The Butterfly pattern starts with the XA swing to point A, and from there, the price makes two back and forth retracements, first to the B point and then to the C point. From there, the price makes another swing to point D, also known as the potential reversal zone, where the pattern ends.

The criteria for identifying the Butterfly pattern:

- The AB wave should be the 78.6% retracement of the XA move.
- The BC swing may either be 38.2% or 88.6% retracement of the AB wave.
- If the BC swing is 38.2% retracement of the AB move, then, the CD swing should be 161.8% extension of the BC swing.
- If the BC swing is 88.6% retracement of the AB wave, the CD swing should be 261.8% extension of the BC swing.
- The CD swing should be 127% or 161.8% extension of the XA move.

In the GBPUSD chart below shows a bullish Butterfly pattern. Note that the reversal did not complete, but it got to more than 78% of the CD wave, which must have covered your first and second partial take profit levels.

The USDJPY chart below shows a bearish Butterfly pattern. Here, the price eventually got beyond the C swing point, which could be your third partial profit target.

**Cypher pattern**

Although it is not one of the patterns described by H.M. Gartley or Scott Carney, the Cypher pattern is considered one of the harmonic patterns since it has a similar structure — with four swings and five swing points that use the XABCD labeling.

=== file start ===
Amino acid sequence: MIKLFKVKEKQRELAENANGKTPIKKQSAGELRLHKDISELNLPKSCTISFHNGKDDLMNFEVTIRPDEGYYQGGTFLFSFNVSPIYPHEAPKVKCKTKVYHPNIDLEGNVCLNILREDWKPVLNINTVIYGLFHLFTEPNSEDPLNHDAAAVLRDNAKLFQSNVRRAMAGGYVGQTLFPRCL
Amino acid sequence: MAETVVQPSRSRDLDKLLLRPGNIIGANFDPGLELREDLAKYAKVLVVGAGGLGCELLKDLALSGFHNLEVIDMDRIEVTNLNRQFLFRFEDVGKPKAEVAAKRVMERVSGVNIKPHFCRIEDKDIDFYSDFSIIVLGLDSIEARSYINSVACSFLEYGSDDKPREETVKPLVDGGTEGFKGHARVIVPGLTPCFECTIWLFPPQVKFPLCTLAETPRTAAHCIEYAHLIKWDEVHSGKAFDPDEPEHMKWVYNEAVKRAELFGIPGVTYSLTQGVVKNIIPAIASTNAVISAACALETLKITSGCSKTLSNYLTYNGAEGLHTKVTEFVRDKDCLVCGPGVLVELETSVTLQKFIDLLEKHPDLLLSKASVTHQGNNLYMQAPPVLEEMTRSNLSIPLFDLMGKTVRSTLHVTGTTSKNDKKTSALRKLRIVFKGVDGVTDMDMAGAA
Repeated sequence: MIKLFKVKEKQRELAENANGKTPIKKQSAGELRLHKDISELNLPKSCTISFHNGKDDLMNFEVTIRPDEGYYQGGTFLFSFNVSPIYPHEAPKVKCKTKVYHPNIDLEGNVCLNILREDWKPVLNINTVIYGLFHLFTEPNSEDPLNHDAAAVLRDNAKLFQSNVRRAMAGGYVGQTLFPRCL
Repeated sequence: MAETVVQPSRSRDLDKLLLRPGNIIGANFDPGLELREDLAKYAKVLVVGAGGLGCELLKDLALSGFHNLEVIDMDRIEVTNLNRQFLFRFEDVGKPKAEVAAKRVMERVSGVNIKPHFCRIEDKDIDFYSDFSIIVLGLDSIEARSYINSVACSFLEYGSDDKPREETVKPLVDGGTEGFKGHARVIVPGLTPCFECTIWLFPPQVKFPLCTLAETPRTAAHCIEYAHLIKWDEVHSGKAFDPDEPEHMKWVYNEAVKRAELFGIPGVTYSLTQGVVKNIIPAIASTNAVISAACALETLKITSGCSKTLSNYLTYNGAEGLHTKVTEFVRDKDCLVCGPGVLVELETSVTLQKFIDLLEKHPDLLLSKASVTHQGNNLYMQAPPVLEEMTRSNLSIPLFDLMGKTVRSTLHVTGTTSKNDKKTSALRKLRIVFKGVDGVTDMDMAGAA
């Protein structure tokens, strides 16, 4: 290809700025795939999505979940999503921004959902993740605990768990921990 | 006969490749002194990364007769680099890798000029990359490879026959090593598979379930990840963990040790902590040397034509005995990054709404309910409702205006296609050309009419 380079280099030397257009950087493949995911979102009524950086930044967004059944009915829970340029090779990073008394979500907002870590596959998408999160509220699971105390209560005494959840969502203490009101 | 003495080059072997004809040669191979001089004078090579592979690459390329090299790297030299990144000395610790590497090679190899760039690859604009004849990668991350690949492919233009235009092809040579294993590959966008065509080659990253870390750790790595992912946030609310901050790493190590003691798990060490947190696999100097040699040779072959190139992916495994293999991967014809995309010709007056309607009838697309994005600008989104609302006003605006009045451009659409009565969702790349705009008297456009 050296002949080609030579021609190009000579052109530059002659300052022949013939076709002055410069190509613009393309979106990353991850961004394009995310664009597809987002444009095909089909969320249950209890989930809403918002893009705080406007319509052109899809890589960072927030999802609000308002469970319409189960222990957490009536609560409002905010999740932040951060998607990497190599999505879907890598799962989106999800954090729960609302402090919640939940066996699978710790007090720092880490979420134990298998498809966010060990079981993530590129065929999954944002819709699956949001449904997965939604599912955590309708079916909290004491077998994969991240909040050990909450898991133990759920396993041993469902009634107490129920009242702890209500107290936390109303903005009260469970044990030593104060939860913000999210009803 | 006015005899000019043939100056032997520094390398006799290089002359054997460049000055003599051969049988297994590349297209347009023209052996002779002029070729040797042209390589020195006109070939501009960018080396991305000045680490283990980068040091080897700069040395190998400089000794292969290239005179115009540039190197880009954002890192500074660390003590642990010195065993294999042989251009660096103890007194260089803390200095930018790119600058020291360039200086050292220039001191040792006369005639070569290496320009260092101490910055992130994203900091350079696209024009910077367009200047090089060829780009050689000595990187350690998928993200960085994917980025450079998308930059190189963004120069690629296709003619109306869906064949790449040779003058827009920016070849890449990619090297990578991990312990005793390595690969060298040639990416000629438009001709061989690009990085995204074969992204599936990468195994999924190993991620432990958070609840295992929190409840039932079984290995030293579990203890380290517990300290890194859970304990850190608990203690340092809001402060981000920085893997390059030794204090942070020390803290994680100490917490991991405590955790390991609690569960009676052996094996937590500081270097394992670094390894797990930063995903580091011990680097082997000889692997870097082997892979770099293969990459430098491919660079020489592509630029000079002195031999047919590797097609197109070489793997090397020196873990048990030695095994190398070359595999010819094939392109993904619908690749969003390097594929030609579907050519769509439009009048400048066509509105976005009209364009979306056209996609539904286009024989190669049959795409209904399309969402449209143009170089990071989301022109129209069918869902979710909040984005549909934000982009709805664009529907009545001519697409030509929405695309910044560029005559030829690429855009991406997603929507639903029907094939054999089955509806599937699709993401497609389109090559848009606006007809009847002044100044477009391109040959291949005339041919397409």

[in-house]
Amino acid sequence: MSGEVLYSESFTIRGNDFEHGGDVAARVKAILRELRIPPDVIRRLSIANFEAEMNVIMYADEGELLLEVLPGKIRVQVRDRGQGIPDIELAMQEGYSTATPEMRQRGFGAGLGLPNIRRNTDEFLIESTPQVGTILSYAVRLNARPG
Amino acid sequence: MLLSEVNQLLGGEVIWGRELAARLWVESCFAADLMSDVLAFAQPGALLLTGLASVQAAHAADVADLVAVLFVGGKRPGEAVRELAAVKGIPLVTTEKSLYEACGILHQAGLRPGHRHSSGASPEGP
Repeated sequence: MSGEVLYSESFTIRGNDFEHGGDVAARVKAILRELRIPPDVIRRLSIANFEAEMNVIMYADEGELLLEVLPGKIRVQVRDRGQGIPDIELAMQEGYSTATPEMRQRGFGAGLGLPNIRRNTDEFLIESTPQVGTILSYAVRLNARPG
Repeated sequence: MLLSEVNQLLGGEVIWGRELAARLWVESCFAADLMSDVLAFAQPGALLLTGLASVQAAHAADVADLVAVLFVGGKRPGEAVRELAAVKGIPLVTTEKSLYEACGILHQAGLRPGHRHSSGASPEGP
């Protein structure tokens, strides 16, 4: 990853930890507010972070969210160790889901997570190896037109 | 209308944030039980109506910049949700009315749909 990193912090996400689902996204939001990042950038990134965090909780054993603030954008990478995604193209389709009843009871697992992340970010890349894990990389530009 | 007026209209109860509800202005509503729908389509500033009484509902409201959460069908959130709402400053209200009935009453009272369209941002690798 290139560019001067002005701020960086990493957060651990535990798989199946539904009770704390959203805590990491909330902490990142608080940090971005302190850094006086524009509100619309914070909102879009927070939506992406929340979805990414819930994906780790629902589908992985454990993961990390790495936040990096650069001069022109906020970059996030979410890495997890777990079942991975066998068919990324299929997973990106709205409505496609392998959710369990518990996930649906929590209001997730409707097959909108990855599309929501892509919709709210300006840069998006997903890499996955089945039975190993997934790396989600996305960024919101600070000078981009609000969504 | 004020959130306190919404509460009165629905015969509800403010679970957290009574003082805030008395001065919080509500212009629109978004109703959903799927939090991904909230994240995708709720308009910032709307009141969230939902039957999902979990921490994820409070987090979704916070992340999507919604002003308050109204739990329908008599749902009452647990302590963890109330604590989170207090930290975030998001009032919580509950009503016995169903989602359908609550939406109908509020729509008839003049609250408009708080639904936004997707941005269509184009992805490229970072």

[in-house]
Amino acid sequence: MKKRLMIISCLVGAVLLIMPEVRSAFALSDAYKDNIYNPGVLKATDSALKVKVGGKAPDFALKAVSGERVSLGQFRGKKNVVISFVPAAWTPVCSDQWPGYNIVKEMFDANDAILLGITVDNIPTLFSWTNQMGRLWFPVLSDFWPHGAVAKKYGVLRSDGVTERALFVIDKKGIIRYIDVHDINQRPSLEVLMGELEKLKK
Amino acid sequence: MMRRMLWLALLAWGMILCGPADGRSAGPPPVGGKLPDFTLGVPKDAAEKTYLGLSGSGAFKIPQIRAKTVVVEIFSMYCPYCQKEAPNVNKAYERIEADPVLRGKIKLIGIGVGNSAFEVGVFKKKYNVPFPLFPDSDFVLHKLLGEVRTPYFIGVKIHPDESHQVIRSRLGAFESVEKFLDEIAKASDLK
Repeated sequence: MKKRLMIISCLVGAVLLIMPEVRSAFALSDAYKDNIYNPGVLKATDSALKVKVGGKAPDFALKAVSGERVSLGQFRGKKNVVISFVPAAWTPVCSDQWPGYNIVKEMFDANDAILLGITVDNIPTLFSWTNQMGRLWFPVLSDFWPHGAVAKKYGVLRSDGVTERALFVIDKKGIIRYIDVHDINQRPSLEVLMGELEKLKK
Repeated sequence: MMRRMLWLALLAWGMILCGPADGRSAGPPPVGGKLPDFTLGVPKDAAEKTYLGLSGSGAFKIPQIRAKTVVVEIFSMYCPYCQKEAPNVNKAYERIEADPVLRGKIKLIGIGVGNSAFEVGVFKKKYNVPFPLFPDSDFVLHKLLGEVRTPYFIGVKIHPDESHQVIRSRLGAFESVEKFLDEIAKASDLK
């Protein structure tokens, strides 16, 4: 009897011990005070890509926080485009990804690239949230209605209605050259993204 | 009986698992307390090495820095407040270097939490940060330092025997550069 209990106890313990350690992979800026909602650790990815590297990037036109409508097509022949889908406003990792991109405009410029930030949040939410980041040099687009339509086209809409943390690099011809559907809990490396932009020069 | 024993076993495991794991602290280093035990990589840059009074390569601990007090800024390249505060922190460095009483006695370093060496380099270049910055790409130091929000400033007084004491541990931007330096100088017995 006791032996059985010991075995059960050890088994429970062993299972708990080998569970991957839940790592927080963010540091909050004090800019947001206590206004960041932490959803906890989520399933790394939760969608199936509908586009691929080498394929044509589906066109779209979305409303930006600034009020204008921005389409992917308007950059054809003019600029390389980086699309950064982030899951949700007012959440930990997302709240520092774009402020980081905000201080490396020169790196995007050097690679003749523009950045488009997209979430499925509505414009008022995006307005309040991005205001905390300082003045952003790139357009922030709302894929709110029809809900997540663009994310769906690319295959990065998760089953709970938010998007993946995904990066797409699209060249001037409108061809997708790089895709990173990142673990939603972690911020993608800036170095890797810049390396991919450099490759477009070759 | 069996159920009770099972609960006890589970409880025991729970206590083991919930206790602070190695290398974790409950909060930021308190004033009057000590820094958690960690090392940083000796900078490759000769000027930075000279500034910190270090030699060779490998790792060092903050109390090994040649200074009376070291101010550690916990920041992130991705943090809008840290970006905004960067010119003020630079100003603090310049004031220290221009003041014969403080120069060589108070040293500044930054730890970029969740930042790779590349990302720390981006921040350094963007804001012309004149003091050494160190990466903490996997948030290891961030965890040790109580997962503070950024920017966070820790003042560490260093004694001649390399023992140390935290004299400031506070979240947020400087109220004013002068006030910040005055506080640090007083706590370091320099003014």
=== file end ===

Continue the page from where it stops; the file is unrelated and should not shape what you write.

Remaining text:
The Cypher pattern starts with an impulse XA swing to point A, which is followed by a price correction to point B. Then, the price makes another impulse wave, surging past the A swing point but fails almost immediately, leading an opposite swing that extends beyond the B point but without reaching the X point.

It is a reversal pattern, with the D point marking the potential reversal zone (PRZ). The Cypher pattern can lead to a trend reversal if it occurs against a trend, but the pattern often occurs as a deeper pullback within a trend after an impulse wave fails early. Depending on where it occurs, it can have a bullish or bearish implication.

The criteria for identifying the Cypher pattern:

- The AB wave is about 38.2% to 61.8 % retracement of XA swing.
- The BC move extends up to 113% – 141.4% of the AB swing.
- The CD move is 78.2% retracement of the distance between the X and C swing points.

In the EURJPY chart below, you can see a bullish Cypher pattern. Note the bullish engulfing pattern that marked the beginning of the new upswing.

**Shark pattern**

Discovered in 2011, the Shark pattern is about the latest harmonic pattern described by Scott Carney. Just like other harmonic patterns, the Shark pattern consists of five swing points and four price swings, but the swing points are labeled differently: O, X, A, B, and C

The pattern starts with the OX swing, which is the first impulse wave. The price then retraces to point A and then reverses to make an impulse wave to point B, which is beyond point X. Next, the price reverses to make a big wave that extends beyond the O swing point to point C, which is the PRZ in this case.